Date of Award
Bachelor of Arts Honours (Politics and International Relations)
School of Arts and Humanities
Dr Kay Hearn
Palestinian women have contributed a rich and diverse history of political participation amidst the complex and anarchic political landscape of Palestine. The informal contributions of Palestinian women have played an integral and significant role in democratisation, peace-building efforts and the progression of women's rights. Despite forging and maintaining an active political presence, the political roles of women have been largely informal, localised and heavily contested. The recent establishment of female election quotas have greatly progressed the formalisation of women's political roles, brought about an increase in political participation and the representation of women in political institutions. In spite of these significant gains, Palestinian women remain markedly underrepresented in local and legislative political institutions and remain largely excluded from political processes. This thesis traces the impact of the Palestinian local female election quota system on the political role of women in the West Bank. Utilising a case study methodology to investigate the Palestinian local elections of 2004-2005, this thesis examines the correlation between the quota system and the evolvement of women's political roles. The theoretical perspective of Islamic feminism frames this research, ultimately drawing a relationship between the Palestinian Islamic feminism movement and the development and outcomes of the quota system. I argue that despite the significant increase in female political representation in local councils following the legislation of the quota system, the capacity for women to fully participate politically is ultimately limited by enduring patriarchy, political instability and increasing occupation.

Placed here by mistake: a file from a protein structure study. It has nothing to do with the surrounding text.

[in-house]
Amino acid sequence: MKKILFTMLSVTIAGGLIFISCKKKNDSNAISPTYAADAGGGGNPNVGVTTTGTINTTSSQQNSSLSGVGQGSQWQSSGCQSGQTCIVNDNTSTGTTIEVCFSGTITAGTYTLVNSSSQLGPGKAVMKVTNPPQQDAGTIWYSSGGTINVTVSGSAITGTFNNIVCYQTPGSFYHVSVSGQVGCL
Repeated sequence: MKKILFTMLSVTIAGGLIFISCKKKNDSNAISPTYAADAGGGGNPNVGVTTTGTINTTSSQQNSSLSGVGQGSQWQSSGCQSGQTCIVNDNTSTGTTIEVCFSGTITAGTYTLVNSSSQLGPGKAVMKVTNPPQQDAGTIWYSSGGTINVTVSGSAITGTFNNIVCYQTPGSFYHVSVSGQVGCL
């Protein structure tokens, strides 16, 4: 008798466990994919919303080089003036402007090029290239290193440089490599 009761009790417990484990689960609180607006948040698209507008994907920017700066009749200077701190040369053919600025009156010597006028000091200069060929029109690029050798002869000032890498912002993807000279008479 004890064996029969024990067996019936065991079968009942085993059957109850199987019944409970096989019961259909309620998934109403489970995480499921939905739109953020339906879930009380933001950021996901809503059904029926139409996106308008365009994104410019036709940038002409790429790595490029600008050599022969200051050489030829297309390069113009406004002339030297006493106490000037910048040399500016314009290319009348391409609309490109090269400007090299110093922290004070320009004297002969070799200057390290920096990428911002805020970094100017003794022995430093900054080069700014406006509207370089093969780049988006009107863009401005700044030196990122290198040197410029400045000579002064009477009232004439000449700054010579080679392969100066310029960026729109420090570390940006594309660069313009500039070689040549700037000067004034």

Taylor, E. (2019). Beyond the numbers: Implications of the Palestinian Female Election Quota for women in local government. Retrieved from https://ro.ecu.edu.au/theses_hons/1529